Tracks: (Click for codes to singles charts.) Smells Like Teen Spirit (9/10/91 #6 HT, #7 AR, #1 MR, #7 UK) / In Bloom (12/12/92 #5 AR, #28 UK) / Come As You Are (1/18/92 #32 HT, #3 AR, #3 MR, #9 UK) / Breed / Lithium (2/8/92 #64 HT, #16 AR, #25 MR, #11 UK) / Polly / Territorial Pissings / Drain You / Lounge Act / Stay Away / On a Plain (1/18/92 #25 AR) / Something in the Way

Sales (in millions): 11.0 US, 1.81 UK, 30.0 world

Peak: 1 2 US, 7 UK

Rating:


Review: Nevermind was stuffed into enough stockings over Christmas of ‘91 to boot the King of Pop himself, Michael Jackson, from his roost at the top of the Billboard album chart. The album went on to sell over 10 million copies domestically – a feat accomplished by less than 100 albums in the history of music. Nirvana were “scrappy garageland warriors setting their sights on a land of giants.” IR After their “undistinguished 1989 debut, Bleach, [which] relied on warmed-over Seventies metal riffs,” IR Nirvana made the leap to Geffen because frontman Kurt Cobain “wanted the group to be popular, and could see them maybe selling as many records as Sonic Youth.” AD

“The production team of Butch Vig and Andy Wallace ‘tidied’ up the sound of the early Nirvana” AD while still emphasizing the “guitar-heavy blend of bubblegum punk” SK the band crafted on Bleach. “Nirvana…created precisely the sort of record…Sub Pop [strove] for with bands like Mudhoney and Tad since its inception in 1986.” SK

Nirvana displayed a knack for “evocative wordplay” STE and “crisp pop melodicism.” BL The songs “exemplify the band’s skill at inscribing subtlety onto dense, noisy rock” IR that was “positively glistening with echo and fuzz-box distortion.” STE “This is hard rock as the term was understood before metal moved in – the kind of loud, slovenly, tuneful music you think no one will ever [make] again until the next time it happens, whereupon you wonder why there isn’t loads more.” RC

What lifts Nevermind to the status of one of the greatest albums ever made is how it defined a new genre. “Nirvana planted the alternative flag on the Iwo Jima of American consciousness when Nevermind erupted onto the music scene.” CS “Few albums have occupied the cultural consciousness like this one.” DW It “served as the antidote to the musical holocaust of the ‘80s.” CS “This is now an omni-present all-time classic” AD “and just may be compared in the same breath to albums like Sgt. Pepper’s Lonely Hearts Club Band.” CT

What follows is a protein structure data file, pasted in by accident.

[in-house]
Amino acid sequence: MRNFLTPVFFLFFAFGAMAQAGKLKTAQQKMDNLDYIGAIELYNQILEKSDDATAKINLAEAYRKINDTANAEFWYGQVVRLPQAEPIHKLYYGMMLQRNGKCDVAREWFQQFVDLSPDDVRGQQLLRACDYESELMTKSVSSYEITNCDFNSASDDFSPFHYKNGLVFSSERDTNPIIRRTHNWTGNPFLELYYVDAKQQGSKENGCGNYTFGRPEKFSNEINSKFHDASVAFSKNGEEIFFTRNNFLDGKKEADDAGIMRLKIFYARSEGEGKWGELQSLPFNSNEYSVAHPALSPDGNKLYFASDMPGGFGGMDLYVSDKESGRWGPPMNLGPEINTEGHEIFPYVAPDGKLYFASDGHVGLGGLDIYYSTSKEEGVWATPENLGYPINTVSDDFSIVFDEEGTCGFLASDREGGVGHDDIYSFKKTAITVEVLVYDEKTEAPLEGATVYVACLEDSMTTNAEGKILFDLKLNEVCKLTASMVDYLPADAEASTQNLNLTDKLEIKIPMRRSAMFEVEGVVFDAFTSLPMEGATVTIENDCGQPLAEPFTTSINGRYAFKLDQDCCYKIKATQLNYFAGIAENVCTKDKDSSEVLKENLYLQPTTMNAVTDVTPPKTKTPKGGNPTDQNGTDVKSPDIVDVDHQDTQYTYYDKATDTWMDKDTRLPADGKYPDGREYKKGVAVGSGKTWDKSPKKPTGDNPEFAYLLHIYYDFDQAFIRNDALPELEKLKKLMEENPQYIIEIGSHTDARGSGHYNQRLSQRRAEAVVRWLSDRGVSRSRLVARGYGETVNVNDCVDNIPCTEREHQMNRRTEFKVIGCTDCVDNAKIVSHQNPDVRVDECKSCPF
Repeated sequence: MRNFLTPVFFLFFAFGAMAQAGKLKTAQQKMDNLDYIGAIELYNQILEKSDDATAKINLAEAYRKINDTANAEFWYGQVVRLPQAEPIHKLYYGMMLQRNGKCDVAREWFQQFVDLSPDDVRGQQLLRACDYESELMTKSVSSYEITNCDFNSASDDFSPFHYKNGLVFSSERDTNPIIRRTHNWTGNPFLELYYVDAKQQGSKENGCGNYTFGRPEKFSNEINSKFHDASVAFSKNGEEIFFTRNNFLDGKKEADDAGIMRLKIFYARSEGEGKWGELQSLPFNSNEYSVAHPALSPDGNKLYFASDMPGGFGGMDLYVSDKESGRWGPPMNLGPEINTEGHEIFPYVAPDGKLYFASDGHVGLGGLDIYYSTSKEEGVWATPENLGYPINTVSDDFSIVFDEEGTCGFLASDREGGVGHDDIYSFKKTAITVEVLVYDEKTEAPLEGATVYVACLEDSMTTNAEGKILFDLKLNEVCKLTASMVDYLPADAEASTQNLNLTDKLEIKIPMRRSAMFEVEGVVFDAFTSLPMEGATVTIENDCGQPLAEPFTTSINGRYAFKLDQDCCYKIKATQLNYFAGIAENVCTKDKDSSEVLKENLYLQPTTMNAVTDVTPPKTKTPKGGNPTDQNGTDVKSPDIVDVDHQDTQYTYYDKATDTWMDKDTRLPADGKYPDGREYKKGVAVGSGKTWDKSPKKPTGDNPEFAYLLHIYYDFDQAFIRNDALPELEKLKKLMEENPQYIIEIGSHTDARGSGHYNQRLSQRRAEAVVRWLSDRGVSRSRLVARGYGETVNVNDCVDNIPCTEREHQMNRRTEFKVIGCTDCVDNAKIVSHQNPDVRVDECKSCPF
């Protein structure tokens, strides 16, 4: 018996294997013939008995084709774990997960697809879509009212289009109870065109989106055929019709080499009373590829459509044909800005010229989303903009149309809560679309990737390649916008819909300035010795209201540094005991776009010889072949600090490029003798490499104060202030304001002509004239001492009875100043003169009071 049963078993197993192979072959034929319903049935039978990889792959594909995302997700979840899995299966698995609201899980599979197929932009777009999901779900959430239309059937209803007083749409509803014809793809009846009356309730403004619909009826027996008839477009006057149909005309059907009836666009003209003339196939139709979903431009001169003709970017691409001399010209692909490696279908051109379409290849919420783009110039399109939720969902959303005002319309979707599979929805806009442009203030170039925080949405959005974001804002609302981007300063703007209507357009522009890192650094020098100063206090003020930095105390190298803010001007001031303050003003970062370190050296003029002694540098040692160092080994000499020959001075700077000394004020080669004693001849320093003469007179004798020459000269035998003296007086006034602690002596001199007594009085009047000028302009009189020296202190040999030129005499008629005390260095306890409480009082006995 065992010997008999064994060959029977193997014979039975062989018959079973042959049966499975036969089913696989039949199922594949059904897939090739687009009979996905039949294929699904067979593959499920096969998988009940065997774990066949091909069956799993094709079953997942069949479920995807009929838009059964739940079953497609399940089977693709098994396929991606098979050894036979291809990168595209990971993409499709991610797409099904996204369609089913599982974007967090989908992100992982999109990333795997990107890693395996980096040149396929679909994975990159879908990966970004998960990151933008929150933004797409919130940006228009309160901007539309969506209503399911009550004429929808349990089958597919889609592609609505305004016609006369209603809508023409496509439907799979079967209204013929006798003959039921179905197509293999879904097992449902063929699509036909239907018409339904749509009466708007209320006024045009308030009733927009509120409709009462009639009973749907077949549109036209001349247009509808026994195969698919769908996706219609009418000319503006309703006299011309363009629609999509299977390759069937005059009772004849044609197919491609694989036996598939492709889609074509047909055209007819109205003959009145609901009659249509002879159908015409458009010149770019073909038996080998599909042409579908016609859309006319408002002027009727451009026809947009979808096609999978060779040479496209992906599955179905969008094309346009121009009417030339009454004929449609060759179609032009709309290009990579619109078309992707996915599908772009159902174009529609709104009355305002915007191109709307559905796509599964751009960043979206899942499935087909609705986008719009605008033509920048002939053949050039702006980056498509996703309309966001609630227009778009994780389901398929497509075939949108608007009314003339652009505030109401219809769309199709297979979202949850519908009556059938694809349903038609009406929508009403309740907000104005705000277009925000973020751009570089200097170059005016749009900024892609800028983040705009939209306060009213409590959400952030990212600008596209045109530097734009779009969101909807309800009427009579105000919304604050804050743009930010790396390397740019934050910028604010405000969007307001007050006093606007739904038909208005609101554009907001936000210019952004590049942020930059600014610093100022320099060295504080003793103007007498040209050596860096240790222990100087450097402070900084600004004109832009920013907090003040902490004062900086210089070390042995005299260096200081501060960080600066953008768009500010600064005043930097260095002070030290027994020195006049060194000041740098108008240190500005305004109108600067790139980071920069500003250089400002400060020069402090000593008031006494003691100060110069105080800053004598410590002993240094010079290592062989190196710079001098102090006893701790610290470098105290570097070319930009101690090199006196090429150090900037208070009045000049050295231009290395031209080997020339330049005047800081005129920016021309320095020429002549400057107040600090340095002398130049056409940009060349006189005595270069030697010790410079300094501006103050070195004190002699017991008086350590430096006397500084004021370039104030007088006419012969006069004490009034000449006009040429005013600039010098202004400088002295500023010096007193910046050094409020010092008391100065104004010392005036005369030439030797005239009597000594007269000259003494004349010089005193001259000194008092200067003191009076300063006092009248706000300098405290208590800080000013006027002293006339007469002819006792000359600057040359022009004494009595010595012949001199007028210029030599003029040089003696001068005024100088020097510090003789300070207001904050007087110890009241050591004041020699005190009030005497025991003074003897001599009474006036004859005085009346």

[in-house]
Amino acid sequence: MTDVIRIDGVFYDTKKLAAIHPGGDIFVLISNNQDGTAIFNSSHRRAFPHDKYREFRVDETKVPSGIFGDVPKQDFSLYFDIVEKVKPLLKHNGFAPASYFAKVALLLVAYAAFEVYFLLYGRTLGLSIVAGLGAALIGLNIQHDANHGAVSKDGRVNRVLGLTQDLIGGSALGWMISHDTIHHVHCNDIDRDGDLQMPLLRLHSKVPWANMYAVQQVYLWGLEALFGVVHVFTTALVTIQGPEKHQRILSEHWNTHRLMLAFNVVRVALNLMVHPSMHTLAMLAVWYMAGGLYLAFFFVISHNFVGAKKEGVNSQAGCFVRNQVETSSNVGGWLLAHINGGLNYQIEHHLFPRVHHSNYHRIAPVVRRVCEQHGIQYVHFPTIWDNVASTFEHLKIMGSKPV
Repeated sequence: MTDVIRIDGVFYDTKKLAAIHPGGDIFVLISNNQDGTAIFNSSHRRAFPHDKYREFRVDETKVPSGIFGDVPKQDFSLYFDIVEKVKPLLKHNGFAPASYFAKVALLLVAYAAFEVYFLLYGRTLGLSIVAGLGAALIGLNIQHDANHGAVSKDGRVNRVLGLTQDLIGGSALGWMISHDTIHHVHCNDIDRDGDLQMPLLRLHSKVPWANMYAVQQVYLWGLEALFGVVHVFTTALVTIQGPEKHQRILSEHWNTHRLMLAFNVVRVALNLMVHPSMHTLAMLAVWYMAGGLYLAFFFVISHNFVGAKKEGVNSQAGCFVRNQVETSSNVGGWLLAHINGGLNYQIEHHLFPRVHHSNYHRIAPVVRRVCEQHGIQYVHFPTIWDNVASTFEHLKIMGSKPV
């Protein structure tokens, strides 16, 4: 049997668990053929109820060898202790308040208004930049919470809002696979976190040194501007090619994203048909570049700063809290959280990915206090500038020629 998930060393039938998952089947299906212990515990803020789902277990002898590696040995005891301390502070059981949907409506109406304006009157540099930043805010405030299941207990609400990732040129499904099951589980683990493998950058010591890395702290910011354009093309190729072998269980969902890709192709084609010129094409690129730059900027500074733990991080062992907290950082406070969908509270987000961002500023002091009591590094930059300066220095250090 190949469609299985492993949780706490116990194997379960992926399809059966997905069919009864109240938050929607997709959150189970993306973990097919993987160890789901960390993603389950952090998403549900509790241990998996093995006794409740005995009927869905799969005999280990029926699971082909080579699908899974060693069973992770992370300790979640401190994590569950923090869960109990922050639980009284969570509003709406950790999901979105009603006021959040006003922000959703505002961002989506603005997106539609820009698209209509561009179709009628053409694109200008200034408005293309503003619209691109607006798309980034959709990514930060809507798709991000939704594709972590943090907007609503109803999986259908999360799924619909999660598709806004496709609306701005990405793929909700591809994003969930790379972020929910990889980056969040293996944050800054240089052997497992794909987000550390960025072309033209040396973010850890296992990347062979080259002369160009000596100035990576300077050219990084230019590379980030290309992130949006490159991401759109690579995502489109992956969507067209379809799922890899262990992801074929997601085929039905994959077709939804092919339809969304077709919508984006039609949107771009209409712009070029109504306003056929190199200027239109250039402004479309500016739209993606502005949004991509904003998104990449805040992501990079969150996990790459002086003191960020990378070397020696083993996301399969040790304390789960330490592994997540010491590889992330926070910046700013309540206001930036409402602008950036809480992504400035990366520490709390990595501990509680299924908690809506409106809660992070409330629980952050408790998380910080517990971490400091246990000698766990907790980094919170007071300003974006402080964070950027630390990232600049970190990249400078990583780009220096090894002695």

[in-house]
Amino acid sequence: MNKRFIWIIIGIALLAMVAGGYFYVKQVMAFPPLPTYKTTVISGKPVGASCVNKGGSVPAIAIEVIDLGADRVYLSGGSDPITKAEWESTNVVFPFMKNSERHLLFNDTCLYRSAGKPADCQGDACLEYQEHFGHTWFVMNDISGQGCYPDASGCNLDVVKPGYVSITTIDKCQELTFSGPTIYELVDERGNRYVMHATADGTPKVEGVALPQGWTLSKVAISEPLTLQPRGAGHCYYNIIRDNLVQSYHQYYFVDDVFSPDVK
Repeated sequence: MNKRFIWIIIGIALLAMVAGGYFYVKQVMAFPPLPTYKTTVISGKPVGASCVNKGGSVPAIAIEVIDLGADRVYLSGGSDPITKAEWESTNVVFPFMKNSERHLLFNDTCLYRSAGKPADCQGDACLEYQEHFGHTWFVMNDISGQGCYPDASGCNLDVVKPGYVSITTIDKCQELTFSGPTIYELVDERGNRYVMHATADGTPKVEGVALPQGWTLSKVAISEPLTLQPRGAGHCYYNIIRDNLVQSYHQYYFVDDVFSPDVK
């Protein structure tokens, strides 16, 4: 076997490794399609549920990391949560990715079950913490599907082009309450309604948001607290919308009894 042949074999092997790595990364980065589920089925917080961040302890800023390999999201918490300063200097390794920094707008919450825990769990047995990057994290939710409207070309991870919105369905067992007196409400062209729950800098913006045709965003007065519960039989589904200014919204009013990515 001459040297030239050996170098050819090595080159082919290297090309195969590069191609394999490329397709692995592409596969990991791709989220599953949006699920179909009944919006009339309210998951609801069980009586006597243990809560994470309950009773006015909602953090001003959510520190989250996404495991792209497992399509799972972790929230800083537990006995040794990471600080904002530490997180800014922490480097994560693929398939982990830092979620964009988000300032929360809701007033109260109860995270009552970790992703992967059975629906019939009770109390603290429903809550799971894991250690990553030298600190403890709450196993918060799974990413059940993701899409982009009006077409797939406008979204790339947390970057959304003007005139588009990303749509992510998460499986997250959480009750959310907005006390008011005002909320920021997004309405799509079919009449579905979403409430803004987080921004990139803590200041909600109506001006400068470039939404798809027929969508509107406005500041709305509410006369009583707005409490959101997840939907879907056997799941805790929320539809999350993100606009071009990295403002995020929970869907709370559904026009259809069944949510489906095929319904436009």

If the sound of grunge feels overly “familiar now, it’s only because thousands of rock records that followed it were trying very hard to cop its style.” DW The album served as a “foundation for most of the rock…of the ‘90s…loud, distorted guitars; raging, sometime screaming vocals; and lyrics that range from the pessimistic, to the positive, and to the apathetic.” JC “Like a meteor crashing into earth, Nevermind left a lasting impact on music and won’t soon be forgotten.” CS

Smells Like Teen Spirit


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Tuesday, September 17, 1991

Guns N' Roses release the Use Your Illusion albums: September 17, 1991

Originally posted September 17, 2012.

image from iamexpat.nl

Following up a monster debut is no easy task. Guns N’ Roses exploded in 1988 with Appetite for Destruction, making them the biggest rock band in the world. After the 1989 GN’R Lies interim package which slapped four new songs together with GNR’s Live Like a Suicide EP from 1986, they released not one, but two albums. They were packaged separately, but with the names Use Your Illusion I and Use Your Illusion II, they were generally treated as a double album.

The general consensus has been that the pair of albums was a bloated, over-the-top follow-up. This is “a shining example of a suddenly successful band getting it all wrong and letting its ambitions run wild.” E1 A nice argument has been made that a single-disc album not only would have reigned the band in, challenged AC/DC’s Back in Black as the biggest and best hard rock album ever, and, most importantly that it might have kept the group from splitting apart. DF